In 2014, The Biggest Loser (Australia) was dealt a public relations disaster when it was reported by Daily Mail Australia that 2012 winner, Margie Cummins faced health issues due to rapid weight loss during the show. Cummins revealed that she had to be hospitalised for an infected pancreas and issues with her liver after she’d lost 73.2 kg (161 lb) during the show.
Emotional abuse accusations
It’s not just the strenuous exercise, alleged illegal drug taking and dangerous weight loss that has stained The Biggest Loser brand in the U.S. Blog Dance with Fat has condemned the trainers, especially Jillian Michaels of emotional abuse. In response to a YouTube video (which the blogger didn’t post, and neither will I), of Michaels screaming at contestants.
The trainers of the Australian series weren’t exempt from similar condemnation. Trainers interviewed by Fitness Enhancement accused the Australian trainers, Michelle Bridges, Shannan Ponton and Steve ‘Commando’ Willis and Tiffiny Hall of ‘fat – shaming and ‘downright bullying’. While the 2017’s series TBL Transformed tried a holistic health approach, it wasn’t without controversy. with concerns that one of the contestants, Nikki being deemed by some viewers not heavy enough to be on the show at 78.1 kg (172.18 lb).
In reality, I think that the Biggest Loser was probably never going to be about health. It was about drama, pushing the limits, and of course, weight loss. And it seems like the public, both in Australia and the U.S. has spoken. They’re not buying it anymore.
Did you watch The Biggest Loser? Did you have any concerns about it? Feel free to leave your thoughts in the comets below.
I love watching Paul Murray Live, but to be honest, I’m sick of the whole line ‘if the plebiscite wasn’t voted down by Labor and the Greens, we’d have same – sex marriage/ marriage equality (depending which term they use) in Australia by now”. Even Daily Telegraph’s Sharri Markson jumped on that bandwagon last night. Host Paul Murray then parrots statistics by “The Essential Poll”, which suggests that 61% say that there should be a national vote and 60% want same – sex marriage to be legal. OK, The Guardian Isn’t a ‘right – wing’ publication, true, but can anyone tell me how many people were polled?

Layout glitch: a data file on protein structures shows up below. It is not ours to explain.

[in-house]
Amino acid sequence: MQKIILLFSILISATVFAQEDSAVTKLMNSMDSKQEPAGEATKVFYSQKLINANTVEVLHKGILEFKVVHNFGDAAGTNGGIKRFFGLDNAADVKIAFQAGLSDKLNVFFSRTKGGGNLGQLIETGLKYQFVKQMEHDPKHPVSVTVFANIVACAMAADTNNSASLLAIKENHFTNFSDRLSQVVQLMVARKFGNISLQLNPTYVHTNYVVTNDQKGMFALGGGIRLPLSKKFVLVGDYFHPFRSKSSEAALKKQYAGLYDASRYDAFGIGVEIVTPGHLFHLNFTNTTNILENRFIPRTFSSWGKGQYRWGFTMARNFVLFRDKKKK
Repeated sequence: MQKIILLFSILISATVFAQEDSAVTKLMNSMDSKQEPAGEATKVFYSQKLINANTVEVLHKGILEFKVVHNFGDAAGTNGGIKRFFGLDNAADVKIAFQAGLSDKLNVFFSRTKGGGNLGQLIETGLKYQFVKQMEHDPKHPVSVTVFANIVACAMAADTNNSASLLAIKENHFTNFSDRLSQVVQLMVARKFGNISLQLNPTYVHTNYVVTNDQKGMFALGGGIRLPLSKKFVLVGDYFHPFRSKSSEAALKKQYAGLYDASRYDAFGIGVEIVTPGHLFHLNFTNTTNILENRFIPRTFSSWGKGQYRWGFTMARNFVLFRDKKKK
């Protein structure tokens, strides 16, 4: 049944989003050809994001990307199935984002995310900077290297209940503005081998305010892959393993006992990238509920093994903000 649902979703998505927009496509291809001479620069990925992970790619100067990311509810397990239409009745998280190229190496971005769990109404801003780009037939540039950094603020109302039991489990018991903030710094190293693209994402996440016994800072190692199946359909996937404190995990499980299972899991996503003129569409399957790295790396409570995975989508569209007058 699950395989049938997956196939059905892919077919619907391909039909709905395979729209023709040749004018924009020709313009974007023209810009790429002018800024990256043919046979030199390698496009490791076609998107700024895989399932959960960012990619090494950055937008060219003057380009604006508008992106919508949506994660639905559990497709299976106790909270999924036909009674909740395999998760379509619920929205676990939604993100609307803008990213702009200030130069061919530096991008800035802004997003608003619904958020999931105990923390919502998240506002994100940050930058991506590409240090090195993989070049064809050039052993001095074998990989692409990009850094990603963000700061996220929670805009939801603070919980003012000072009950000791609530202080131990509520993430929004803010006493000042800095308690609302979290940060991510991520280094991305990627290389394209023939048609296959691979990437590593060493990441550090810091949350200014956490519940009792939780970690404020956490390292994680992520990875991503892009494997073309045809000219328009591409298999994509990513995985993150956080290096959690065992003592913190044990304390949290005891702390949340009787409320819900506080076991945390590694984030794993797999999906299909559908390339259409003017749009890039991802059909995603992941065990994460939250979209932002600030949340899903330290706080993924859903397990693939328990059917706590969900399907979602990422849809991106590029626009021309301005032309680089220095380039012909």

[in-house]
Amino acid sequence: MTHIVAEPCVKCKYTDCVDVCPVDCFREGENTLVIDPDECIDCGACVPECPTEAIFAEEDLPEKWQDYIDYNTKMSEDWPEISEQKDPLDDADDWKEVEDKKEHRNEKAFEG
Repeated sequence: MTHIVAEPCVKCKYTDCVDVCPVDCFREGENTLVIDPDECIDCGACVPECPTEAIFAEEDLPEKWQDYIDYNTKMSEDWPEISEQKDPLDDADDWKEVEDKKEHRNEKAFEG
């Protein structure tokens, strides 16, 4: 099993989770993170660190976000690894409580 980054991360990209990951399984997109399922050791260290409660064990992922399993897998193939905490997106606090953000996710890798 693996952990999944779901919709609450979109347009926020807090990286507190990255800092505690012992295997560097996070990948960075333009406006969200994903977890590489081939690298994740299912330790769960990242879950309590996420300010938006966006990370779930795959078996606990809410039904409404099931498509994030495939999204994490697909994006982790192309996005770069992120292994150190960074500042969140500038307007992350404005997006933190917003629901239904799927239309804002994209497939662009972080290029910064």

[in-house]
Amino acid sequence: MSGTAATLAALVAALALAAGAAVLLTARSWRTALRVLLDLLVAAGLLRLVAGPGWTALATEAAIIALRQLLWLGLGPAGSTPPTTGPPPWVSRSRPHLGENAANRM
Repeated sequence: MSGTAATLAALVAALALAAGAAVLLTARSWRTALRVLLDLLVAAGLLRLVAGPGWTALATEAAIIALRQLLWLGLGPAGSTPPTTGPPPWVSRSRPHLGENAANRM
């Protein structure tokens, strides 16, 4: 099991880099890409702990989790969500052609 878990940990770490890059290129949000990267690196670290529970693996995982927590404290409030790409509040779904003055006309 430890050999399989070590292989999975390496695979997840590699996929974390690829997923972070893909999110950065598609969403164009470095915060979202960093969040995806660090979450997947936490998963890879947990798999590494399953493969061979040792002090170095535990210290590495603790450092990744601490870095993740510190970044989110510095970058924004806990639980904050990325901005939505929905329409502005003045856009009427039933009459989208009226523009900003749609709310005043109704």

I am not a complete opponent of plebiscite and in an earlier post, I did say that Labor was guilty of treating the LGBTQ+ community like a political football. But here’s the thing, if a plebiscite was such a good — and harmless — option for the LGBTQ+ community, why was it sold so poorly? Why did a poll by PFLAG (however small), show a fall in support for a plebiscite when people were told (correctly), that it was legally non – binding? Why didn’t the Coalition ensure that the result would be respected?
Going back to the first point, I believe that LGBTQ+ need to be included in the debate, preferably without being screamed down. Seriously, why shouldn’t gay/ bi people like Molly Meldrum have a say about issues like gay marriage and the Margaret Court controversy if straight people are demanding the same? That’s what a ‘debate’ is — people expressing opposing views. Yet, we hear echo chambers of people mostly saying that the plebiscite should have happened. They can have that view, sure, but what about have a member of PFLAG or an LGBTQ+ add to the discussion and maybe expressing some worries that they have? Why not have a counsellor/ social worker, etc who works with LGBTQ+ people? (I’ve seen the ABC do that once). I’m not saying that people like Paul Murray, Andrew Bolt, Rita Panahi or anyone else shouldn’t have a say. They can. But I think there is another side. There is concern on how it may have turned out, and I think they need to be heard as well. Because ultimately, LGBTQ+ people will be the ones affected by the result and, possibly, the process.